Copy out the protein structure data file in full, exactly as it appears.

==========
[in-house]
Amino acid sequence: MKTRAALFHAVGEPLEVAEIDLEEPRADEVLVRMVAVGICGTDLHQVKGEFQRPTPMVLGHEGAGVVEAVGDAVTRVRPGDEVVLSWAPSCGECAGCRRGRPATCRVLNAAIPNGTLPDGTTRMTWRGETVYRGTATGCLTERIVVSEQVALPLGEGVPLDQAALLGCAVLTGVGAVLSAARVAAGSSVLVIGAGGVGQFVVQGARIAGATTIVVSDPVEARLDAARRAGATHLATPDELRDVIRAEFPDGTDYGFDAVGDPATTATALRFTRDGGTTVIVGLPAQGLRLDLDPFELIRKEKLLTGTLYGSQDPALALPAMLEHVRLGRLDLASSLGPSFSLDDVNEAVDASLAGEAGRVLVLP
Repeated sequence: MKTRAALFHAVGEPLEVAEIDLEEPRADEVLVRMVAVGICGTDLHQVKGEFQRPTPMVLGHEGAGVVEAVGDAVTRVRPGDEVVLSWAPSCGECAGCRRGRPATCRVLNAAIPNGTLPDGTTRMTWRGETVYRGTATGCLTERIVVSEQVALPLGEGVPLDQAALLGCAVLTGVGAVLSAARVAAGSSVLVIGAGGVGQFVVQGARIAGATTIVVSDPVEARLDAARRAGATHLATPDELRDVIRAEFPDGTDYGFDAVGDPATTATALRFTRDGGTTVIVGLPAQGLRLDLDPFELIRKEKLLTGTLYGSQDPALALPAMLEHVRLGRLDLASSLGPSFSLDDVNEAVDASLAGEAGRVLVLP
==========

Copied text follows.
[in-house]
Amino acid sequence: MKTRAALFHAVGEPLEVAEIDLEEPRADEVLVRMVAVGICGTDLHQVKGEFQRPTPMVLGHEGAGVVEAVGDAVTRVRPGDEVVLSWAPSCGECAGCRRGRPATCRVLNAAIPNGTLPDGTTRMTWRGETVYRGTATGCLTERIVVSEQVALPLGEGVPLDQAALLGCAVLTGVGAVLSAARVAAGSSVLVIGAGGVGQFVVQGARIAGATTIVVSDPVEARLDAARRAGATHLATPDELRDVIRAEFPDGTDYGFDAVGDPATTATALRFTRDGGTTVIVGLPAQGLRLDLDPFELIRKEKLLTGTLYGSQDPALALPAMLEHVRLGRLDLASSLGPSFSLDDVNEAVDASLAGEAGRVLVLP
Repeated sequence: MKTRAALFHAVGEPLEVAEIDLEEPRADEVLVRMVAVGICGTDLHQVKGEFQRPTPMVLGHEGAGVVEAVGDAVTRVRPGDEVVLSWAPSCGECAGCRRGRPATCRVLNAAIPNGTLPDGTTRMTWRGETVYRGTATGCLTERIVVSEQVALPLGEGVPLDQAALLGCAVLTGVGAVLSAARVAAGSSVLVIGAGGVGQFVVQGARIAGATTIVVSDPVEARLDAARRAGATHLATPDELRDVIRAEFPDGTDYGFDAVGDPATTATALRFTRDGGTTVIVGLPAQGLRLDLDPFELIRKEKLLTGTLYGSQDPALALPAMLEHVRLGRLDLASSLGPSFSLDDVNEAVDASLAGEAGRVLVLP